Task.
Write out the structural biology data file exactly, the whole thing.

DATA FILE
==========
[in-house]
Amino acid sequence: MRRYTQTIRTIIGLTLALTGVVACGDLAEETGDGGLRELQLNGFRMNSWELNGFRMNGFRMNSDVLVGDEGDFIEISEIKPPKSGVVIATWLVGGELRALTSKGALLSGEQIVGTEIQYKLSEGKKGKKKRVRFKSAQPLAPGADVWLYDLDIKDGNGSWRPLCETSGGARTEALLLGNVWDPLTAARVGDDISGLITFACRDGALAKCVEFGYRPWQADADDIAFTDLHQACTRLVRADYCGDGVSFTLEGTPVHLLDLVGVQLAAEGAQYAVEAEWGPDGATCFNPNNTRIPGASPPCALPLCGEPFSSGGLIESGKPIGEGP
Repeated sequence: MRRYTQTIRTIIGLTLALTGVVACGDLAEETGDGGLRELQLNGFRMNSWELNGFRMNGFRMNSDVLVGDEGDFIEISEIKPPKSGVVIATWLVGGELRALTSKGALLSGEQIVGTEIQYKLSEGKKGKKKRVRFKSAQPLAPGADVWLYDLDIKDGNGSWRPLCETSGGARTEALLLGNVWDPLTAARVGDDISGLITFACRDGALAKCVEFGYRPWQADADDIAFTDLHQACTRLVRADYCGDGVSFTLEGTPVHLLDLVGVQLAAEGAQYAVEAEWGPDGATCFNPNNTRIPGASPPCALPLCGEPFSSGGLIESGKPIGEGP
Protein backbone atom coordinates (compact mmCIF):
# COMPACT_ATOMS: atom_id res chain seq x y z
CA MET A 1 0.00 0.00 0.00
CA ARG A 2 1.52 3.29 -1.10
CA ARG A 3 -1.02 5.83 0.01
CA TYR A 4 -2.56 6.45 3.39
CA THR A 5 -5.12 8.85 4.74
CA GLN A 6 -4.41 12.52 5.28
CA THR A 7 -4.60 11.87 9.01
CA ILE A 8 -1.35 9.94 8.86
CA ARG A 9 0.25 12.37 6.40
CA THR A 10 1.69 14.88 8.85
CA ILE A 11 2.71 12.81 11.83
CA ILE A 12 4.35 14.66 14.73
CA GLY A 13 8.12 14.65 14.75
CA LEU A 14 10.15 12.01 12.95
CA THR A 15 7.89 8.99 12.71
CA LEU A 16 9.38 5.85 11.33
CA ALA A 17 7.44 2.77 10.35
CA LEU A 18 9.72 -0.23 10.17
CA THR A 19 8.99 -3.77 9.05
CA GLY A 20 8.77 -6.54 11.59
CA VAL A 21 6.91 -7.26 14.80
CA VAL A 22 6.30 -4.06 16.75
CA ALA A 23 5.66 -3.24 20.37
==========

[in-house]
Amino acid sequence: MRRYTQTIRTIIGLTLALTGVVACGDLAEETGDGGLRELQLNGFRMNSWELNGFRMNGFRMNSDVLVGDEGDFIEISEIKPPKSGVVIATWLVGGELRALTSKGALLSGEQIVGTEIQYKLSEGKKGKKKRVRFKSAQPLAPGADVWLYDLDIKDGNGSWRPLCETSGGARTEALLLGNVWDPLTAARVGDDISGLITFACRDGALAKCVEFGYRPWQADADDIAFTDLHQACTRLVRADYCGDGVSFTLEGTPVHLLDLVGVQLAAEGAQYAVEAEWGPDGATCFNPNNTRIPGASPPCALPLCGEPFSSGGLIESGKPIGEGP
Repeated sequence: MRRYTQTIRTIIGLTLALTGVVACGDLAEETGDGGLRELQLNGFRMNSWELNGFRMNGFRMNSDVLVGDEGDFIEISEIKPPKSGVVIATWLVGGELRALTSKGALLSGEQIVGTEIQYKLSEGKKGKKKRVRFKSAQPLAPGADVWLYDLDIKDGNGSWRPLCETSGGARTEALLLGNVWDPLTAARVGDDISGLITFACRDGALAKCVEFGYRPWQADADDIAFTDLHQACTRLVRADYCGDGVSFTLEGTPVHLLDLVGVQLAAEGAQYAVEAEWGPDGATCFNPNNTRIPGASPPCALPLCGEPFSSGGLIESGKPIGEGP
Protein backbone atom coordinates (compact mmCIF):
# COMPACT_ATOMS: atom_id res chain seq x y z
CA MET A 1 0.00 0.00 0.00
CA ARG A 2 1.52 3.29 -1.10
CA ARG A 3 -1.02 5.83 0.01
CA TYR A 4 -2.56 6.45 3.39
CA THR A 5 -5.12 8.85 4.74
CA GLN A 6 -4.41 12.52 5.28
CA THR A 7 -4.60 11.87 9.01
CA ILE A 8 -1.35 9.94 8.86
CA ARG A 9 0.25 12.37 6.40
CA THR A 10 1.69 14.88 8.85
CA ILE A 11 2.71 12.81 11.83
CA ILE A 12 4.35 14.66 14.73
CA GLY A 13 8.12 14.65 14.75
CA LEU A 14 10.15 12.01 12.95
CA THR A 15 7.89 8.99 12.71
CA LEU A 16 9.38 5.85 11.33
CA ALA A 17 7.44 2.77 10.35
CA LEU A 18 9.72 -0.23 10.17
CA THR A 19 8.99 -3.77 9.05
CA GLY A 20 8.77 -6.54 11.59
CA VAL A 21 6.91 -7.26 14.80
CA VAL A 22 6.30 -4.06 16.75
CA ALA A 23 5.66 -3.24 20.37